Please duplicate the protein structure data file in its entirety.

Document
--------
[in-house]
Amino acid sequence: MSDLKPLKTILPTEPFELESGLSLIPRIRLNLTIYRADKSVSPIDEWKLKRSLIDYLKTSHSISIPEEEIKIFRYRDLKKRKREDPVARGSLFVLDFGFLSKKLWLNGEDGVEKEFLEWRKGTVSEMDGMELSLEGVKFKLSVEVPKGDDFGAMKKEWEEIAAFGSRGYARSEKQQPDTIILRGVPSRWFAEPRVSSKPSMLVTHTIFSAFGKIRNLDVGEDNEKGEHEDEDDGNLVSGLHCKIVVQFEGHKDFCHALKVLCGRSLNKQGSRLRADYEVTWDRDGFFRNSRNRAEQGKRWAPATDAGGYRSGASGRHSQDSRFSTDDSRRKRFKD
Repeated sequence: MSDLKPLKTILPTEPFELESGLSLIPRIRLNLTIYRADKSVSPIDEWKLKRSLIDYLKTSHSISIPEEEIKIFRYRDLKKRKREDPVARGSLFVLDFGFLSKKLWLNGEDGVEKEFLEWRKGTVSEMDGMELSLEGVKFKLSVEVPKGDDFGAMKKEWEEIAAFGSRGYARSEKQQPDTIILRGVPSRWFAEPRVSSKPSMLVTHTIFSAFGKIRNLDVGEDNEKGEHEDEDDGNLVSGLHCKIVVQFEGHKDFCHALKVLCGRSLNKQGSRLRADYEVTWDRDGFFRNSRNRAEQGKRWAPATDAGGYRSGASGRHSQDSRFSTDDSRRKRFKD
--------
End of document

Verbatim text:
[in-house]
Amino acid sequence: MSDLKPLKTILPTEPFELESGLSLIPRIRLNLTIYRADKSVSPIDEWKLKRSLIDYLKTSHSISIPEEEIKIFRYRDLKKRKREDPVARGSLFVLDFGFLSKKLWLNGEDGVEKEFLEWRKGTVSEMDGMELSLEGVKFKLSVEVPKGDDFGAMKKEWEEIAAFGSRGYARSEKQQPDTIILRGVPSRWFAEPRVSSKPSMLVTHTIFSAFGKIRNLDVGEDNEKGEHEDEDDGNLVSGLHCKIVVQFEGHKDFCHALKVLCGRSLNKQGSRLRADYEVTWDRDGFFRNSRNRAEQGKRWAPATDAGGYRSGASGRHSQDSRFSTDDSRRKRFKD
Repeated sequence: MSDLKPLKTILPTEPFELESGLSLIPRIRLNLTIYRADKSVSPIDEWKLKRSLIDYLKTSHSISIPEEEIKIFRYRDLKKRKREDPVARGSLFVLDFGFLSKKLWLNGEDGVEKEFLEWRKGTVSEMDGMELSLEGVKFKLSVEVPKGDDFGAMKKEWEEIAAFGSRGYARSEKQQPDTIILRGVPSRWFAEPRVSSKPSMLVTHTIFSAFGKIRNLDVGEDNEKGEHEDEDDGNLVSGLHCKIVVQFEGHKDFCHALKVLCGRSLNKQGSRLRADYEVTWDRDGFFRNSRNRAEQGKRWAPATDAGGYRSGASGRHSQDSRFSTDDSRRKRFKD